Creedence heads can debate over which album is best. (Consensus points to three main heavy hitters: Green River, Willy And The Poor Boys, and Cosmo’s Factory.) But there is no dispute over which one is worst: Mardi Gras. Jon Landau called it “the worst album I have ever heard from a major rock band” in his Rolling Stone review, which is doubly incredible given that CCR was on the magazine’s cover just two years prior. (Also: Had Jon Landau not heard any Moody Blues records by 1972?)

The lore of Mardi Gras is that Doug and Stu demanded to write and sing one-third of the record each. (Tom had departed at this point.) Doug and Stu, however, have countered this by claiming that John made them write and sing a third of the record each, in order to intentionally humiliate them. I have a hard time believing that John would deliberately tank the CCR brand (which he more than anyone else was responsible for building) just to spite his rhythm section. But if he did do that, then Mardi Gras could be classified as a Larry David-esque success. It’s a real spite record — the Doug and Stu songs are uniformly terrible, evidencing little of the musical invention, lyrical specificity, or knack for world-building that John could seem to conjure up so effortlessly. (John later said of the album, rather cryptically, “I had a pretty good idea that the album would be dreadful.”)

As for John’s songs, while they aren’t quite up to his usual standards, they’re still strong, and when paired next to callow fare like “Tearin’ Up The Country” and “What Are You Gonna Do” they sound like the second coming of Buck Owens. In “Someday Never Comes,” he lets the melancholy behind the backstage machinations peek through. In the song, a kid is told by his father that one day he’ll understand the world. But for John, a man who spent years making his rock star dreams come true only to see them turn to dust in short order, someday never comes.

24. “Pagan Baby” (1970)

What’s weird about Mardi Gras is that the album before it, Pendulum, sounds like a new beginning. After the meat-and-potatoes approach of the first five records, this album has … horns! And John plays tons of keyboards! It has a serious pop-soul vibe! In a vacuum, it feels like a pivot for a whole new Creedence in the ’70s. (It’s CCR’s Summerteeth.) In the style of the other CCR record from 1970, Cosmo’s Factory, the album opens with the hardest rocking number, the surly boogie workout “Pagan Baby,” in which John and Tom engage in one of their best (and final) guitar duels.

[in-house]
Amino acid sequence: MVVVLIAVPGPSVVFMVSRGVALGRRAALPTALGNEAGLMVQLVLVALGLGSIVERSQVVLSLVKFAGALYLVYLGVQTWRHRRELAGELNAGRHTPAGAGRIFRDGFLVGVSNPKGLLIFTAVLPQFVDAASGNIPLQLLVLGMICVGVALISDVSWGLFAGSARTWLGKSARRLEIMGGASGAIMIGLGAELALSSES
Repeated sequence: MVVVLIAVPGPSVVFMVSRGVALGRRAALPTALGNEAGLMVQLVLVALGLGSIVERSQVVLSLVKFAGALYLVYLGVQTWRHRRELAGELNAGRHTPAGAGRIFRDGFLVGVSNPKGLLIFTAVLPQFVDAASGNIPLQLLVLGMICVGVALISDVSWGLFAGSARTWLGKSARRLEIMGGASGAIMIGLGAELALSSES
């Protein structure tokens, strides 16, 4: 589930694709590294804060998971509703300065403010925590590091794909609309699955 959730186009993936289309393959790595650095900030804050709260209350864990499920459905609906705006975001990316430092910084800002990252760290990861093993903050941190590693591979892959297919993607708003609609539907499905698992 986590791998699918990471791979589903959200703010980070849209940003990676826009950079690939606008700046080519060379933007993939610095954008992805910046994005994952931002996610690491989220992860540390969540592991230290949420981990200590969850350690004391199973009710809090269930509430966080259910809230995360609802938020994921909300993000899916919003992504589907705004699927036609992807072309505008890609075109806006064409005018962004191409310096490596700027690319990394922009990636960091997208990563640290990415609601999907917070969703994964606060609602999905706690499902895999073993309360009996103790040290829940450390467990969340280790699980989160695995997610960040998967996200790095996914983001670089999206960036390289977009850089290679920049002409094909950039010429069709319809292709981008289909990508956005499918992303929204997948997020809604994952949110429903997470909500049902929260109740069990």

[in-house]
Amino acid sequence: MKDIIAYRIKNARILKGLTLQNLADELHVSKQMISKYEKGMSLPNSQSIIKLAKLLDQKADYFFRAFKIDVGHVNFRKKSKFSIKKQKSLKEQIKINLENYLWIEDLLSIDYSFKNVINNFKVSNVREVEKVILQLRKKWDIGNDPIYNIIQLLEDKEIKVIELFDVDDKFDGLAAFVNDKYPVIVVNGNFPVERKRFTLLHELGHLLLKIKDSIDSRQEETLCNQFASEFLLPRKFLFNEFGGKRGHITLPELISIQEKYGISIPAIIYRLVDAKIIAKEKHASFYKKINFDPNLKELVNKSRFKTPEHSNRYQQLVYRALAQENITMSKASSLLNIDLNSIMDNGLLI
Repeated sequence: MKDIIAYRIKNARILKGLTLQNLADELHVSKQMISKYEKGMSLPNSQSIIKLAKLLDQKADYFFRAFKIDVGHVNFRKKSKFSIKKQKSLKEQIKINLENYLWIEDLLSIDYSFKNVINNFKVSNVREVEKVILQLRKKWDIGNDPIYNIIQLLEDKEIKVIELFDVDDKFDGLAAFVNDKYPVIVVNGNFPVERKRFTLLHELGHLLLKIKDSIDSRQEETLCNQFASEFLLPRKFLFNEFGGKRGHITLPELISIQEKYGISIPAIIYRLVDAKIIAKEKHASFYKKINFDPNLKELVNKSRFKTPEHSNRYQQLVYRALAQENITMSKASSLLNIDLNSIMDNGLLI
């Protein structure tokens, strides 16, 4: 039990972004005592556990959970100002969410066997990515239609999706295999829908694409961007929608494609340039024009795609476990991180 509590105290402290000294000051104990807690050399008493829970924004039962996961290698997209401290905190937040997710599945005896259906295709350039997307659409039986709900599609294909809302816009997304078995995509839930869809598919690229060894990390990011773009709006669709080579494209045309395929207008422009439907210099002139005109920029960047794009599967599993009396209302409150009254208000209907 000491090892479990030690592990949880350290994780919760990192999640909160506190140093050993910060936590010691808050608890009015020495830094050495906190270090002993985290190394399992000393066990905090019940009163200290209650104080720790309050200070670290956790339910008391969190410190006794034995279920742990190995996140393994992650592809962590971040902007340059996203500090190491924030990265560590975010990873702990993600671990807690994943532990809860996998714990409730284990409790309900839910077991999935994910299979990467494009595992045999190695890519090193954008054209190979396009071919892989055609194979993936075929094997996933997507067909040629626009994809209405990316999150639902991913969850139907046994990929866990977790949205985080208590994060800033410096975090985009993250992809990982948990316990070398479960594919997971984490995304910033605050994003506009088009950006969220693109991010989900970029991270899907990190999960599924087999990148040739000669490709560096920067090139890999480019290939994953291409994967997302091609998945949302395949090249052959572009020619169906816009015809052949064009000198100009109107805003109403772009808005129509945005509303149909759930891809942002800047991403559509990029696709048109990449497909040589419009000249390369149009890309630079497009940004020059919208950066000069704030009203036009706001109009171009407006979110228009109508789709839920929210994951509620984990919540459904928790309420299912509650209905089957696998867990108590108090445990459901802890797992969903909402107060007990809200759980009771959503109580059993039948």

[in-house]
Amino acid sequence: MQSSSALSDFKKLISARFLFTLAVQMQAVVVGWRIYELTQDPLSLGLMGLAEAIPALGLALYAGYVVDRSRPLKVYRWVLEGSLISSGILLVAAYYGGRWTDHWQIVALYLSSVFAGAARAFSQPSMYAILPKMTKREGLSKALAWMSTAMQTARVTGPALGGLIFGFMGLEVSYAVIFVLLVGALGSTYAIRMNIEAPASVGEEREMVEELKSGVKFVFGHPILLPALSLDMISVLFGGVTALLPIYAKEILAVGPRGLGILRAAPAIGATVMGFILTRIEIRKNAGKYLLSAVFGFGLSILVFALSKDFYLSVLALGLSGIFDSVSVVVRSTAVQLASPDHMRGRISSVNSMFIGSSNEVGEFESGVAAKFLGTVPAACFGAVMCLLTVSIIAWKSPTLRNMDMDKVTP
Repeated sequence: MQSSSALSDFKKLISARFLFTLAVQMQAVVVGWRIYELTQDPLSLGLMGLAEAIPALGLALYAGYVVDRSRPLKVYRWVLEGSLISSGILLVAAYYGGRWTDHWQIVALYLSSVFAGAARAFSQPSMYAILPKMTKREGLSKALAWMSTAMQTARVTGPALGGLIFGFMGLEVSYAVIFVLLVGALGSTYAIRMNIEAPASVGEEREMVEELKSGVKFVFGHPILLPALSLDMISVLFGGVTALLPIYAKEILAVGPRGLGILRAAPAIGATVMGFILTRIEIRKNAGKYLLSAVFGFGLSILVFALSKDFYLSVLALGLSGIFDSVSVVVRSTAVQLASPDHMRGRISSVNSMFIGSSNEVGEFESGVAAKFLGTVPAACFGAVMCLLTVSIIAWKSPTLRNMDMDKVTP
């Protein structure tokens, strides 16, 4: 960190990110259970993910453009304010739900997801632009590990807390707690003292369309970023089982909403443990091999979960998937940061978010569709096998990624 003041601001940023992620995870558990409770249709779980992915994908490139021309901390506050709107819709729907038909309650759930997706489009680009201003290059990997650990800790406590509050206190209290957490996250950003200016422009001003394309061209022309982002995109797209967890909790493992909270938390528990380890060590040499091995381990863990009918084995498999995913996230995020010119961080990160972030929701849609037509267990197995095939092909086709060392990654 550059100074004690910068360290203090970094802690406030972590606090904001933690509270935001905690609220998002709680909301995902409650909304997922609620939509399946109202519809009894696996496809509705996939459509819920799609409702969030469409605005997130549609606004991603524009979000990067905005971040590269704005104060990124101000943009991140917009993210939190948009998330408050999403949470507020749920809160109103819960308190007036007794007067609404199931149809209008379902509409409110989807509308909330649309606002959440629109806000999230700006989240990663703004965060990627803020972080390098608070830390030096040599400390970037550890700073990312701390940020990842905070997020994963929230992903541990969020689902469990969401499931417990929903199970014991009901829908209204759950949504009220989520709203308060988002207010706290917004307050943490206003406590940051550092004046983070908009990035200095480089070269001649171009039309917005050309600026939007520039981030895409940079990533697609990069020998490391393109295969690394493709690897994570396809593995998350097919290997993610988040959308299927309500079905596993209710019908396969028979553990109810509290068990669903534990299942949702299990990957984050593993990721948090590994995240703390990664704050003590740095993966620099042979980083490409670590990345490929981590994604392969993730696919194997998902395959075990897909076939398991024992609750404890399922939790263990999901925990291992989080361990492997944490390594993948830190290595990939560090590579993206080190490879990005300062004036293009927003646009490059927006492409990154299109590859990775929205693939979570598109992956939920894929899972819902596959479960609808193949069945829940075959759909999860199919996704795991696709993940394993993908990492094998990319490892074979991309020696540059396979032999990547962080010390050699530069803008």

23. “Travelin’ Band (1970)

A recent New Yorker article asked, “How can a band as beloved as CCR still seem underappreciated?” Whether something is actually “underappreciated” always comes down to the eye of the beholder. What is the proper level of appreciation? And whose appreciation are we talking about, exactly? This is, after all, a band with the power to form “very strained brotherhoods.” If it’s an exaggeration to say that everybody loves Creedence, it feels accurate to say that they are, at least, almost unanimously appreciated.

With CCR, I don’t think “underappreciated” is the right term. It’s more like this band is under-mythologized. The cult of personality that exists around so many rock stars of the 1960s does not exist around John Fogerty. He does not have a cool nickname like “The Lizard King,” and you don’t see him immortalized on blacklight posters like Jimi Hendrix or Jerry Garcia. And his bandmates are not instantly recognizable by their first names like John, Paul, George, and Ringo. The appreciation of this band is musical, not mythic. Creedence, to this day, is still burgers.

But this bug with CCR is also a feature. Being under-mythologized is the point. If you love CCR, it’s part of what makes them lovable. Being under-mythologized was the result of how the band carried themselves, and how they were presented in songs like “Travelin’ Band,” in which the world’s most popular American band of the late ’60s and early ’70s carries on as yet another hard-touring act just trying to please audiences from coast to coast.

22. “Midnight Special” (1969)

The best critic to write about Creedence, Ellen Willis, saw this chronic humility at the core of CCR as limiting in terms of the band taking on a greater significance.

“A serious rock star aspired not only to entertain the public but to alter its consciousness and so in some sense affect history,” she writes in the 1980 edition of The Rolling Stone Illustrated History of Rock ‘n’ Roll. “By the end of the sixties, the fragmentation of the audience that had coalesced around the Beatles, the Stones, and Dylan had made that aspiration increasingly unrealistic. Creedence remained the one band capable of uniting that audience and therefore penetrating — and transforming — its fantasies. But it didn’t happen. Creedence never crossed the line from best-selling rock band to cultural icon. And that failure seemed directly attributable to Fogerty’s peculiar virtues.”

In other words: You can love burgers, just like most people love burgers, but loving burgers doesn’t mean anything. And for rock critics, at least, this has reduced CCR’s standing somewhat over the years. A telling comparison is with The Band, who operated in a similar lane of backwoods traditionalist rock during CCR’s peak. Like Fogerty, Robbie Robertson wrote about an imagined American South that he did not know first hand, but with a more self-conscious literary bent that had limited pop radio appeal.

The Band, predictably, were not nearly as successful on the charts as CCR, but they were more acclaimed, which — as Fogerty later admitted — was troubling to Creedence’s leader. “To be really honest, I’d say I was a bit envious,” he told Rolling Stone in 1993. “Here I was, a competitive guy trying to make my band the biggest thing in the world, and here these guys [are getting attention] just ’cause they’re from New York or Woodstock or Big Pink or Bob Dylan or whatever.”